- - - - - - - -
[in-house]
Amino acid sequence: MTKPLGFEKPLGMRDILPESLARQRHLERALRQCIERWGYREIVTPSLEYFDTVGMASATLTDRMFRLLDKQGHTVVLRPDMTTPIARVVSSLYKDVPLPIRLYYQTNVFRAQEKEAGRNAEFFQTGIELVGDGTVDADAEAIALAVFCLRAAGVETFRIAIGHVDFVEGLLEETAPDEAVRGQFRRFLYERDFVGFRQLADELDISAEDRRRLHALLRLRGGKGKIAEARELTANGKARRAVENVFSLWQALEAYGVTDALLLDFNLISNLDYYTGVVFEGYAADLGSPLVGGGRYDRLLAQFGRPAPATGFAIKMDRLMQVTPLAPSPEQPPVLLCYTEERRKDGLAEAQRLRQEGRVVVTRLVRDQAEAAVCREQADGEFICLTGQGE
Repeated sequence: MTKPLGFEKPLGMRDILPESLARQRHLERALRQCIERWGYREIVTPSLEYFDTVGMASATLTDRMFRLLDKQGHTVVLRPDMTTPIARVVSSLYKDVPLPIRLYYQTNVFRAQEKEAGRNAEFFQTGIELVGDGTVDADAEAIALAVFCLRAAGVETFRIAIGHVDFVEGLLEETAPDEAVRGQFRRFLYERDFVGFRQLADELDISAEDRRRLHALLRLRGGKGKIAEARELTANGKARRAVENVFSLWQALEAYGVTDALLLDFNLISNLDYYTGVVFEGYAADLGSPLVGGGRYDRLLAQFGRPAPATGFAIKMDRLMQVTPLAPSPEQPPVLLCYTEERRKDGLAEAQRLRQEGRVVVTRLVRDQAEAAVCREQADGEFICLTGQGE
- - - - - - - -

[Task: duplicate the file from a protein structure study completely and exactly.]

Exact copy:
[in-house]
Amino acid sequence: MTKPLGFEKPLGMRDILPESLARQRHLERALRQCIERWGYREIVTPSLEYFDTVGMASATLTDRMFRLLDKQGHTVVLRPDMTTPIARVVSSLYKDVPLPIRLYYQTNVFRAQEKEAGRNAEFFQTGIELVGDGTVDADAEAIALAVFCLRAAGVETFRIAIGHVDFVEGLLEETAPDEAVRGQFRRFLYERDFVGFRQLADELDISAEDRRRLHALLRLRGGKGKIAEARELTANGKARRAVENVFSLWQALEAYGVTDALLLDFNLISNLDYYTGVVFEGYAADLGSPLVGGGRYDRLLAQFGRPAPATGFAIKMDRLMQVTPLAPSPEQPPVLLCYTEERRKDGLAEAQRLRQEGRVVVTRLVRDQAEAAVCREQADGEFICLTGQGE
Repeated sequence: MTKPLGFEKPLGMRDILPESLARQRHLERALRQCIERWGYREIVTPSLEYFDTVGMASATLTDRMFRLLDKQGHTVVLRPDMTTPIARVVSSLYKDVPLPIRLYYQTNVFRAQEKEAGRNAEFFQTGIELVGDGTVDADAEAIALAVFCLRAAGVETFRIAIGHVDFVEGLLEETAPDEAVRGQFRRFLYERDFVGFRQLADELDISAEDRRRLHALLRLRGGKGKIAEARELTANGKARRAVENVFSLWQALEAYGVTDALLLDFNLISNLDYYTGVVFEGYAADLGSPLVGGGRYDRLLAQFGRPAPATGFAIKMDRLMQVTPLAPSPEQPPVLLCYTEERRKDGLAEAQRLRQEGRVVVTRLVRDQAEAAVCREQADGEFICLTGQGE